Summary:

The mobile app boom is still largely a smartphone phenomenon, requiring more expensive hardware and often pricier data plans. But we’re now seeing more examples of apps that avoid the need for better hardware and data plans, bringing the love to a wider array of users.

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The mobile app boom forecast to hit $15 billion in sales this year is still largely a smartphone phenomenon that requires more expensive hardware and often pricier data plans. But we’re now seeing more examples of apps that avoid the need for data plans, bringing the love to a wider array of users, and more revenue to app makers.

Gemalto announced Facebook for SIM Monday, a Facebook application that works through a GSM SIM card to enable Facebook features without the need for a data connection. The application, which is embedded on the SIM, relies on SMS to pass messages, status updates, wall posts and friend requests back and forth. Gemalto said it will work on 100 percent of phones that use SIM cards. Basically this is Facebook connectivity delivered via texting plans.

Meanwhile, Scanbuy said Monday it’s enabling bar-code scanning for phones via multimedia messaging using its expanded Scan & Send technology. Users will be able to get information on scanned items by taking a picture of a barcode and sending it to Scanbuy via a short code. The Scan & Send system works with QR, Datamatrix, EZcode, and UPC codes and allows users to gain information on prices, reviews and coupons. Think of this app as Scanbuy via picture messaging or MMS.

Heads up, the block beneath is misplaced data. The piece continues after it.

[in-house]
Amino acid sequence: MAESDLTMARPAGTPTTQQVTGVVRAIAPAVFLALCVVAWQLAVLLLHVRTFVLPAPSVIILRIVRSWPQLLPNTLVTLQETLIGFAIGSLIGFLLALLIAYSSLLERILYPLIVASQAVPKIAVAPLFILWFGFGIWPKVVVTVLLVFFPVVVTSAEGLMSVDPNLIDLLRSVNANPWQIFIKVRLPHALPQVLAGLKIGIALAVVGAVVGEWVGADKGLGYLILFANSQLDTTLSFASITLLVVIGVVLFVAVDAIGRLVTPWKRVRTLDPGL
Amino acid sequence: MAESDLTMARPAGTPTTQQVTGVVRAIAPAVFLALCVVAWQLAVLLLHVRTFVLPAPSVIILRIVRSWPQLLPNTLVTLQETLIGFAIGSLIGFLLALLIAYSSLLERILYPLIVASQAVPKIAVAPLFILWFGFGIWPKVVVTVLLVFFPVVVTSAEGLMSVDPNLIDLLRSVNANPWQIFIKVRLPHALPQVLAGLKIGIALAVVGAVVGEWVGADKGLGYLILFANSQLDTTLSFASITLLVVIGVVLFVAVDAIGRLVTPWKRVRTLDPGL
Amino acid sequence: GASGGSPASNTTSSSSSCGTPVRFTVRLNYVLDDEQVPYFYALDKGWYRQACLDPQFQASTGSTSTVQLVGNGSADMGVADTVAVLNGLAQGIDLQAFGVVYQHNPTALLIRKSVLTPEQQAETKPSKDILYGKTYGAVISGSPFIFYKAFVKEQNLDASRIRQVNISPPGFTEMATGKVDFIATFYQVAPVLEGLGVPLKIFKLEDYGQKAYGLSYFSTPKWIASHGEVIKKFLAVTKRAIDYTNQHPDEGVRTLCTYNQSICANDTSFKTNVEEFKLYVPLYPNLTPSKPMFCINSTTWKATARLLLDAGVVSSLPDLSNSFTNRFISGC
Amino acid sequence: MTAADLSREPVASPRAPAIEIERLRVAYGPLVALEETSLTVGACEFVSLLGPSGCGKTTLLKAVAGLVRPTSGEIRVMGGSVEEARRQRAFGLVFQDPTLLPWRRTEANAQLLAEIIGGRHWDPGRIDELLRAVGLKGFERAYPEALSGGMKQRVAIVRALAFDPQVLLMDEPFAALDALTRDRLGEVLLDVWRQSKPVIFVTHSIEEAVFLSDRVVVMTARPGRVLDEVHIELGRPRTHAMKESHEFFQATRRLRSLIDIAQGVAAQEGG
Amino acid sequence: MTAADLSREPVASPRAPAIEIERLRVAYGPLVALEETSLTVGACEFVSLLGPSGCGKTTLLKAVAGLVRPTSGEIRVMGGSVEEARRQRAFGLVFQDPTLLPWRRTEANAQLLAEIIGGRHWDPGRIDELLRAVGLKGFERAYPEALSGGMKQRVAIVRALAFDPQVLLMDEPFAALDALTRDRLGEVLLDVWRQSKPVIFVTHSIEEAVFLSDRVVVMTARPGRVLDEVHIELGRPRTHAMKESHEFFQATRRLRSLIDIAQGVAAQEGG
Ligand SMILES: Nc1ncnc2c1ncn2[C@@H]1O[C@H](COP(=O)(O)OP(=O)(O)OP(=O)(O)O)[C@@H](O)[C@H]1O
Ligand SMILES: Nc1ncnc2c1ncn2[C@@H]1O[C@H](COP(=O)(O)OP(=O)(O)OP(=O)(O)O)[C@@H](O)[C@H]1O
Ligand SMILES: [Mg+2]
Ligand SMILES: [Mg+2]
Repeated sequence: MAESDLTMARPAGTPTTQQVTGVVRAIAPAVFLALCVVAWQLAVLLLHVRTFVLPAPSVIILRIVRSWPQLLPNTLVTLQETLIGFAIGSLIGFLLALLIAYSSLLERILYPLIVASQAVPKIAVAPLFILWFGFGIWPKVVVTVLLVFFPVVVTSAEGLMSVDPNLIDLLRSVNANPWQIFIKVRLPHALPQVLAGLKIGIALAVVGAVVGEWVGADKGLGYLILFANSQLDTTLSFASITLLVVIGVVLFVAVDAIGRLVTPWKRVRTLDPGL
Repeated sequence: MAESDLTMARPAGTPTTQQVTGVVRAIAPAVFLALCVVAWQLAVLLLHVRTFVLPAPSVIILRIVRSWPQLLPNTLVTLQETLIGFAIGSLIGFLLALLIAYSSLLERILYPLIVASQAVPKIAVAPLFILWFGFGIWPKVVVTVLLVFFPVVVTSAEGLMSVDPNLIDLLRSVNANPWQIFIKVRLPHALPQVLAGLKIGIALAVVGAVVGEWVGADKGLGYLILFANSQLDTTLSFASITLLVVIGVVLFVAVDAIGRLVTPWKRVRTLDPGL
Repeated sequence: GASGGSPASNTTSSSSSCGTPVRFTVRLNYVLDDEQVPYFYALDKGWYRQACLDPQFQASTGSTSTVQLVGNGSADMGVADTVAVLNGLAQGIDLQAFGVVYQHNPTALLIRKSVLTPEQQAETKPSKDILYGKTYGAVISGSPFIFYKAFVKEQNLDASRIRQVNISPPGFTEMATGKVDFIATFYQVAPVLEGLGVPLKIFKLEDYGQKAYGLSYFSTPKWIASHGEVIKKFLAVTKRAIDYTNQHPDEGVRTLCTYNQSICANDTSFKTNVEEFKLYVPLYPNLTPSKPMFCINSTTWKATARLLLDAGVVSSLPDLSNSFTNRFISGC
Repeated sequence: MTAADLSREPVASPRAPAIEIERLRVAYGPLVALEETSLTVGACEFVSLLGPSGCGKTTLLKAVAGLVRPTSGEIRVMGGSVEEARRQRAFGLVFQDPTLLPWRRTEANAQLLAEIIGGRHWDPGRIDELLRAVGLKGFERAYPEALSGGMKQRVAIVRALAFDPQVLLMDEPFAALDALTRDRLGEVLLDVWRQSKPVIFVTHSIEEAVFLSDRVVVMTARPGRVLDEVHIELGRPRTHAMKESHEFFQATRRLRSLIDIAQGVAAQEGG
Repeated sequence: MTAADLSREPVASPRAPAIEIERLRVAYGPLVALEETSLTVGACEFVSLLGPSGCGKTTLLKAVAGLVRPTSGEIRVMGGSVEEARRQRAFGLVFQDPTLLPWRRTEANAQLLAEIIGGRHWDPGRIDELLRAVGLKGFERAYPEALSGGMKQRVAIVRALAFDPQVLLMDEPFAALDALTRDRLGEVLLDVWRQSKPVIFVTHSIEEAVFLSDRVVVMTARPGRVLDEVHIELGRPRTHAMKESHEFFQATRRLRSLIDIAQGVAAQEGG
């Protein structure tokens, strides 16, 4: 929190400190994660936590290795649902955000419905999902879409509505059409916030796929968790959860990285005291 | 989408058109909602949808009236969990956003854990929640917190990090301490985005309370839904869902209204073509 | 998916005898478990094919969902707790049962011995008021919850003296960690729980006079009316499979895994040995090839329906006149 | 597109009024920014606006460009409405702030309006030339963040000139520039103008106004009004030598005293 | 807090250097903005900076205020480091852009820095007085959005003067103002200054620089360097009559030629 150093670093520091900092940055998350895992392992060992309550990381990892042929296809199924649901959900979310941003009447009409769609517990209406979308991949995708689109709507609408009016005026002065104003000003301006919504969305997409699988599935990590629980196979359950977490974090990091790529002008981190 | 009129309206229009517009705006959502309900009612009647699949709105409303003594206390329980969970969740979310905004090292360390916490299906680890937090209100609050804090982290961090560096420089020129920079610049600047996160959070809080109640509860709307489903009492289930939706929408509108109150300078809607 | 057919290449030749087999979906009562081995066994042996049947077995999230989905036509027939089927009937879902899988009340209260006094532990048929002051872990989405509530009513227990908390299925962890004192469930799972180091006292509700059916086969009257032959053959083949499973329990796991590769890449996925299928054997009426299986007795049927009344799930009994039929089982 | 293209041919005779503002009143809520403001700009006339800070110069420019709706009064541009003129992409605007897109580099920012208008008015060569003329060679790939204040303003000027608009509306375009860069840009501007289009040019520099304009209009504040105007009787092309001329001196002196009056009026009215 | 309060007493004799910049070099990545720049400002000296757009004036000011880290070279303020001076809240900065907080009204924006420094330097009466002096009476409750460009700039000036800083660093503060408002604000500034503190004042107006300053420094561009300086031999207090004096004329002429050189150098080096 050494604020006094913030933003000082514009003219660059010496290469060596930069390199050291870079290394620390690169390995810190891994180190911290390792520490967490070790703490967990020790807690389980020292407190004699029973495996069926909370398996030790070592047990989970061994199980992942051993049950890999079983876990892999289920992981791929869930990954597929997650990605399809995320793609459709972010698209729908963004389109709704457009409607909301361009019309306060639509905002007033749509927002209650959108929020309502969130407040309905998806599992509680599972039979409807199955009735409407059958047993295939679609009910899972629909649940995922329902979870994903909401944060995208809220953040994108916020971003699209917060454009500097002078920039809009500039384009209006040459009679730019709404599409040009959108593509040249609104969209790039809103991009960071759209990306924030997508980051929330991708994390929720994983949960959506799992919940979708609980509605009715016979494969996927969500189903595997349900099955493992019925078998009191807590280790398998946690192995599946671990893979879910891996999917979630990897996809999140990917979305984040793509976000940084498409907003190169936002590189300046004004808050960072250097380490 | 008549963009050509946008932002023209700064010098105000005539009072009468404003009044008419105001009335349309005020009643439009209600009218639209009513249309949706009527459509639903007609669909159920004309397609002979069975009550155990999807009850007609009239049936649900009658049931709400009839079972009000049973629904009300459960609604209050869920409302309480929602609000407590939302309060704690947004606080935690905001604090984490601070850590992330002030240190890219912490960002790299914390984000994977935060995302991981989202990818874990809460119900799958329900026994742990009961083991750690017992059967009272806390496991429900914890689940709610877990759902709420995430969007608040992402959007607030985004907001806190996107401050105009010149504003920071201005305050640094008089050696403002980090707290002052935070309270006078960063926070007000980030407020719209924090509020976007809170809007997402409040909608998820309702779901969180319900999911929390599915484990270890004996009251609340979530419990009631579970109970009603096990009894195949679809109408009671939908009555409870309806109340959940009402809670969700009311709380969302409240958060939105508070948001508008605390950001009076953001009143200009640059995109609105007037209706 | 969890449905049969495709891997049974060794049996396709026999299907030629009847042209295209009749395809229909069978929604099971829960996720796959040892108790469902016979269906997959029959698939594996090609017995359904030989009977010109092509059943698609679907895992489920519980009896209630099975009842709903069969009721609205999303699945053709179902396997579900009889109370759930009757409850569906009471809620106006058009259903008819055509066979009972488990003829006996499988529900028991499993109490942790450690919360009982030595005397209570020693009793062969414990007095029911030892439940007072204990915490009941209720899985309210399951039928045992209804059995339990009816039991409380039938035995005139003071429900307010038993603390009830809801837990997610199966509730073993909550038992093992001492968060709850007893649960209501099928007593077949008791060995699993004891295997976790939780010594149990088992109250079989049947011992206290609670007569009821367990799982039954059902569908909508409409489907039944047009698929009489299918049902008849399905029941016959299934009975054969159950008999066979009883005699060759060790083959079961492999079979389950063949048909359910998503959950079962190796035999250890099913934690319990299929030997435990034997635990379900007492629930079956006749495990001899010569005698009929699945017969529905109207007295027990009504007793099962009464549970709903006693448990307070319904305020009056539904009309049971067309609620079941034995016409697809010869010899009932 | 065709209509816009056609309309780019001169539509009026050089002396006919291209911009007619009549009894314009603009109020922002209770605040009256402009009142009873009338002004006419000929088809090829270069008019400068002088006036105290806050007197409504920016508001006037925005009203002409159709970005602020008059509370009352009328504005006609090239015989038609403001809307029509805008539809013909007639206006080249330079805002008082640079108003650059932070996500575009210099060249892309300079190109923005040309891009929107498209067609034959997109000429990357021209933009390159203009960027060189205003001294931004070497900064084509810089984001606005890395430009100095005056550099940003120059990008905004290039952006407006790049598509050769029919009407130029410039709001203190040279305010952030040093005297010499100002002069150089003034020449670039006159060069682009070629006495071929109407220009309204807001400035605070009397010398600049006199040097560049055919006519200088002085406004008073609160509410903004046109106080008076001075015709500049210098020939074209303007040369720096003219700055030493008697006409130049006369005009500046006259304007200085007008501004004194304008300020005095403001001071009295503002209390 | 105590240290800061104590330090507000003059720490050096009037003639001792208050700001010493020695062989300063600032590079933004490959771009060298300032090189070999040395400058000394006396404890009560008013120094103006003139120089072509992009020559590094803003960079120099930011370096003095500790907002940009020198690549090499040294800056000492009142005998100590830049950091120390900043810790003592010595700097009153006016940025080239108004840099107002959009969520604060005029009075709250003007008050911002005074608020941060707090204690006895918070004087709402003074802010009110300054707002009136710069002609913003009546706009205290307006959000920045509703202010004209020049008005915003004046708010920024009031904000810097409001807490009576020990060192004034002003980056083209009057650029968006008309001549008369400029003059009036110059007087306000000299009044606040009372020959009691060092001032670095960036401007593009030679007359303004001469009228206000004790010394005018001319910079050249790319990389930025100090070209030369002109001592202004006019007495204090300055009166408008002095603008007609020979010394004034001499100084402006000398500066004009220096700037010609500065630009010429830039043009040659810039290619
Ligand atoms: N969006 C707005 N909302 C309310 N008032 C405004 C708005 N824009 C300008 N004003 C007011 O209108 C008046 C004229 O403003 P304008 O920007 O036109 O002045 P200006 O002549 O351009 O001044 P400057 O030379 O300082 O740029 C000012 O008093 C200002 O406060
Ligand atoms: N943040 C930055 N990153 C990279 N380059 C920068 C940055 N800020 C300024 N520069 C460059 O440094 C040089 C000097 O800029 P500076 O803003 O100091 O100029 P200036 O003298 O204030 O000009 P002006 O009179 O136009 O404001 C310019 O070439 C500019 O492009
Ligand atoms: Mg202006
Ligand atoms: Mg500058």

We’ve talked a lot about the explosion of smartphones but while the price of devices is dropping, a key sticking point for many is the price of data plans, which often run around $30 a month. That limits the adoption of smartphones, and by extension, applications that rely on smartphones for distribution. By leveraging cheaper unlimited SMS and MMS plans, these latest applications are finding they can reach out to the still massive number of consumers who haven’t made the step up to smartphones and data plans. Brian Madoff, a research analyst with Deutsche Bank, said in a note recently that while smartphone adoption is picking up quickly, data plans are one of the biggest barrier for users. “Even if phones are as cheap as [$100] many consumers will still prefer to stick with voice-only phones so they can avoid having to purchase a data plan,” he wrote.

By avoiding data plans, app makers can make their apps available to the millions of users who remain on feature phones and voice-only plans. Scanbuy says it can now make its scanning technology available to 190 million U.S. camera phones. Gemalto said Facebook for SIM will expand the number of mobile users who use Facebook, which is about 200 million of Facebook’s more than 500 million users right now, and will be available for pre-paid customers as well as monthly post-paid subscribers. Gemalto, however, said it plans on charging an undisclosed subscription fee for the Facebook app after a limited free trial period.

Still, the opportunity is clear. Smartphones, while growing wildly, are still a distinct minority of all phones sold. IDC said phone makers shipped 1.39 billion phones last year, including 302.6 smartphones — about 22 percent of all phones. And in many emerging markets, 3G networks are still maturing. Facebook has also recognized the opportunity, recently releasing a version of its mobile app that works on feature phones from 14 operators around the world. Expect more application makers to follow suit. While smartphones are the big, sexy story going forward, the real storyline is the hunger for apps, which can be a lucrative business if extended to all mobile users, regardless of data plans.

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